At this well, two cultures collided, two genders, two religions, two nationalities collided…. and the Samaritan woman engages Jesus in theological debate about worship. She accurately recognizes that Jesus is more than a thirsty Jewish traveler, that he might be a prophet. He might even be the Messiah. She heard what Jesus was saying and became the apostle of the good news to her people.
Time and time again, Jesus sought to bring the outsiders into community. When he healed the paralyzed man by the pool of Bethsaida, he restored the man’s place in society. When he healed the lepers, he allowed them to leave their place of exile and return to the community. When he sat down and shared a conversation with the Samaritan woman, he was healing a rift.
Healing for Jesus wasn’t just about physical infirmities. Healing was about the restoring the bonds between humans. Healing was emotional healing, spiritual healing, community healing.
Jesus was always doing thing like that that, ending social isolation and building community.
An opportunity to build new wells
We human beings were created to be in community with each other. We do not thrive when we are isolated.
And at a time of fear and uncertainty, the need to remain connected is even more important. Being together in relationship is what will get us through this public health crisis. When those around us are afraid and under stress, my ministry – your ministry – is to serve others and share the news that we are not alone in this.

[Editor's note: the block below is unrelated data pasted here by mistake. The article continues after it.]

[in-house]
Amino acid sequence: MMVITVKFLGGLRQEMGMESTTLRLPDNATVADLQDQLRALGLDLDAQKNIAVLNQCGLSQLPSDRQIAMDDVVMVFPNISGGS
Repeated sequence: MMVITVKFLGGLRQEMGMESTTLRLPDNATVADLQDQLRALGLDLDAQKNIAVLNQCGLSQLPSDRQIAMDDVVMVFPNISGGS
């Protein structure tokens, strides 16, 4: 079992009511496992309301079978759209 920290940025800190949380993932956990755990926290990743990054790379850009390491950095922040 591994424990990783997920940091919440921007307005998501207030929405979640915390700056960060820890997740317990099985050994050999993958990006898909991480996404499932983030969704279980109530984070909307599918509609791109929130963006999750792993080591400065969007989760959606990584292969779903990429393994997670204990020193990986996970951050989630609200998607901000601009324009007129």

But when we are restricted from gathering together, where are our wells? Where are our meeting places? How do we function as community of faith?
I don’t know what the future holds. I don’t know how long we will meet using online technology.
This is what I believe: this time is an opportunity.
It is an opportunity to test out new ways of being church.
It is an opportunity to get creative about using email, social media, and video conferencing and even good old-fashioned phone calls, to stay in touch and to check in with each other.
It is an opportunity to get creative about how we care for the most vulnerable among us.
Already, I am hearing inspiring stories of care and concern. My husband sent me an article about an Oregon woman who encountered an elderly couple inside their car in the parking lot. They were too scared to go into the grocery store. She bought their groceries for them. I’m seeing many posts on the Great Falls NextDoor network that are offers to help – to run errands, to babysit for parents who must work, to share extra supplies.
Where are the wells in this public health crisis? Our wells are wherever we want to build them. The wells are a car in a parking lot, a post on social media, a zoom video conference. This is a time to rethink how we form a community of faith. To rethink how to practice the commandment to love God and our neighbor. To envision how we can be apart from each other, and yet, with each other.
Church is not a building, but a community gathered around the mission of Jesus Christ. What unites us is bigger than what separates us.
© 2020 Tracey Kelly. All rights reserved.
Resources: Caitlin O’Kane, “Woman helped elderly couple get food when they were too scared to go shopping during coronavirus outbreak,” CBS News, March 13, 2020.
Zoom conferencing Sunday morning prayer at St. Francis , by Patrick Killoran.
Christ and the Samaritan Woman . Romero de Torres, Julio, 1874-1930. Art courtesy of the Jean and Alexander Heard Library, Art in the Christian Tradition (ACT) database, Vanderbilt University.